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Warmth

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Jubilee insisted on visiting every likely store in Paris until she had found the movie she was looking for in the original English. Spending Christmas Eve watching it was a tradition, she explained to Laura. They were not following any of the other Christmas traditions that Laura knew of – like ham, or presents, or a pine tree covered in tinsel – and she could not see how this one was so important. But in their fifth store, when Jubilee suddenly pounced on the DVD, and smiled so widely that Laura could see her fangs, she thought maybe she did understand. This was something that spoke of normality to her friend – something familiar that she could do without having to be reminded of all the changes in her life.

“You girls took ya time,” Logan called when they got back to the apartment. “You better have something ta show for it.”

“Only the greatest Christmas movie of all time!” Jubilee replied. Laura found herself distracted by spicy smells drifting from the tiny kitchen, but when she tried to enter Remy blocked her way, shaking a wooden spoon at her.

“Oh no, cher. This is for tomorrow – you don’t get to peek.”

“It better not all be for tomorrow,” came Logan’s low rumble. “Some of us plan on eatin’ tonight, too.”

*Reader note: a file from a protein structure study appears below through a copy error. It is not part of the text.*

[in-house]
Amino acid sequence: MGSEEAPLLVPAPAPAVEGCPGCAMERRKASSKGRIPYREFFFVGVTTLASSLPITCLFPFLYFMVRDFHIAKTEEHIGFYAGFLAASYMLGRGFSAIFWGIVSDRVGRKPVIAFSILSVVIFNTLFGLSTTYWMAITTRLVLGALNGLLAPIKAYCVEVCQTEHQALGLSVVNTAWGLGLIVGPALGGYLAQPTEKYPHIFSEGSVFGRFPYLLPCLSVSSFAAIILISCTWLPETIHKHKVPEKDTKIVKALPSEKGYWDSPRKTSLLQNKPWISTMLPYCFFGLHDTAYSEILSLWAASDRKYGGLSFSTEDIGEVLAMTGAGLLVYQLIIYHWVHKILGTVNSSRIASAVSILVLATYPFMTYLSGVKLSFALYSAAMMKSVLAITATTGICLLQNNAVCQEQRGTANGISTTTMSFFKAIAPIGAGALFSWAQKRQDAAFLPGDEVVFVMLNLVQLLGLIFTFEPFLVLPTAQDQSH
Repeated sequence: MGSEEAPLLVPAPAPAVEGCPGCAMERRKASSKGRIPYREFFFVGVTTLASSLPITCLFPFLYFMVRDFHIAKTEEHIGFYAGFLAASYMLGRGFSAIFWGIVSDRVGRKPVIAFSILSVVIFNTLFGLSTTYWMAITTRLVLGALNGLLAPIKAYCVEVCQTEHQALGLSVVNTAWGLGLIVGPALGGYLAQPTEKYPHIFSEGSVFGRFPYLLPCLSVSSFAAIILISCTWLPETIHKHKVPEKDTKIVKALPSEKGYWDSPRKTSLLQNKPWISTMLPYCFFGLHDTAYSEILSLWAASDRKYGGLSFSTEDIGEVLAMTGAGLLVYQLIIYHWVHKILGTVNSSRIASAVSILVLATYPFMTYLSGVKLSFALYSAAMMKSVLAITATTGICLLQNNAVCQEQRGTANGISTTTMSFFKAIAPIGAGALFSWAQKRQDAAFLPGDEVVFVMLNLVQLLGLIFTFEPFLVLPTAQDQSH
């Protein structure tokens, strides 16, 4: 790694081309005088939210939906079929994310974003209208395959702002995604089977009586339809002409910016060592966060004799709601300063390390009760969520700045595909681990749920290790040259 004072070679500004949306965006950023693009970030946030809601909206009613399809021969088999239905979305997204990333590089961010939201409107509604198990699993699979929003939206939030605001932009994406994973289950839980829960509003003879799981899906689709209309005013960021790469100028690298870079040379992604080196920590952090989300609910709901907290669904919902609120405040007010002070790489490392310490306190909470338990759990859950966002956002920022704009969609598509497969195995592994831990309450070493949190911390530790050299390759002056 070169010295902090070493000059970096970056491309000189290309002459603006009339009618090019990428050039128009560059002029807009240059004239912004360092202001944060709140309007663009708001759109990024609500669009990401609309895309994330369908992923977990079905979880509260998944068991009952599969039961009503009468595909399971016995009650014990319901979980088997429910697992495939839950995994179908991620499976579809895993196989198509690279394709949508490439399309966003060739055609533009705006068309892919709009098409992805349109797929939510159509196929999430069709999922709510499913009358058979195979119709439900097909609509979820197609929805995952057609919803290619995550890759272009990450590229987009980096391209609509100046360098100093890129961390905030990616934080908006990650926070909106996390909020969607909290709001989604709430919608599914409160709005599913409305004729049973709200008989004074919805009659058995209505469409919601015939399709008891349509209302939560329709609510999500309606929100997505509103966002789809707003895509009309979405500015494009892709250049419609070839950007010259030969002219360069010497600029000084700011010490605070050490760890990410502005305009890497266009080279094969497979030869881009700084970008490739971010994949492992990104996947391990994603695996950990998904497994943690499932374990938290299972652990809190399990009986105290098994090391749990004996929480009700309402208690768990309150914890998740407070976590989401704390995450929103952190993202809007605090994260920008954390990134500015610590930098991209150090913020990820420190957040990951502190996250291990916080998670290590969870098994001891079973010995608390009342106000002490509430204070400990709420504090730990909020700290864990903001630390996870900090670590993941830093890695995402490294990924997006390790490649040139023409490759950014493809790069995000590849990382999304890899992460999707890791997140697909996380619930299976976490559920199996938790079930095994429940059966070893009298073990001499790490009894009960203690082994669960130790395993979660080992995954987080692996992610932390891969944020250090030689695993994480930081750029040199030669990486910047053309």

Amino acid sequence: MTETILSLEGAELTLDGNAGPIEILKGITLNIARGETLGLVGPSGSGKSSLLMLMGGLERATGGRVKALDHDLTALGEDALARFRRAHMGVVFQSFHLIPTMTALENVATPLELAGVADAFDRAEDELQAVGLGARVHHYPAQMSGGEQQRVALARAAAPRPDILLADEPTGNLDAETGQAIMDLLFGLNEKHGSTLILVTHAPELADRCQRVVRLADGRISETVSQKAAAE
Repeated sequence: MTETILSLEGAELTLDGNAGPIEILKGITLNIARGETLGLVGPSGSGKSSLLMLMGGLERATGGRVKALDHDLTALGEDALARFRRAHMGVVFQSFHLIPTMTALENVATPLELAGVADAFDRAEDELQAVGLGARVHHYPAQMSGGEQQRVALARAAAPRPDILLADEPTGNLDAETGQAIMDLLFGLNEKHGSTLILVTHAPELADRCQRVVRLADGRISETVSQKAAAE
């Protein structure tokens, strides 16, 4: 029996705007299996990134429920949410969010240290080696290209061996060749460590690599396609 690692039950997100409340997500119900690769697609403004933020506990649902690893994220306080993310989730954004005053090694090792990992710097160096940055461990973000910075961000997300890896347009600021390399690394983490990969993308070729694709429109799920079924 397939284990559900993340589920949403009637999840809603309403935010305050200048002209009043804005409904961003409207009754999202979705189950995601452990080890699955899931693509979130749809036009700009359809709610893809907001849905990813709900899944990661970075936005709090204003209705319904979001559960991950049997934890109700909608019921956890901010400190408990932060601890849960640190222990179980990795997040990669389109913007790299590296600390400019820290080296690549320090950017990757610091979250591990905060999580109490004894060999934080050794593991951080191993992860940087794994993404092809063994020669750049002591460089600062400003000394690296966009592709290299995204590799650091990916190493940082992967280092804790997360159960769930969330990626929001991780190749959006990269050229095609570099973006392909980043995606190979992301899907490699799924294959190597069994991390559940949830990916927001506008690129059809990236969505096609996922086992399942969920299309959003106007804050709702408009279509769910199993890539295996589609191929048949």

“Laura, c’mon! You can’t miss the start.”

Die Hard was the movie Logan and Jubilee had watched on their very first Christmas together, she had said. Laura had expected them to want to watch it alone, and Jubilee’s assumption that she would join them made her feel unexpectedly warm. She felt warmer still when Remy brought everyone out a large bowl of potato soup, with day-old crusty baguette to go with it. The four of them all managed to fit on the same couch, Logan and Jubilee elbowing each other excitedly whenever Bruce Willis appeared on screen, Remy on the other end, pretending not to watch but stealing glances from under his long eyelashes.

Laura tried to follow the story, but she gradually found that she was blinking more often, and her head began to feel heavy, and Logan said, “Ya might as well go to sleep. Saint Nick won’t come otherwise, anyway.”

“I’m not a child,” she murmured, as she felt a blanket being draped over her arms and legs.

“Everyone’s a child at Christmas,” she thought Remy said, “especially Logan.”

She drifted to sleep to the sound of their bickering, her head resting on Jubilee’s shoulder, a soft smile on her face.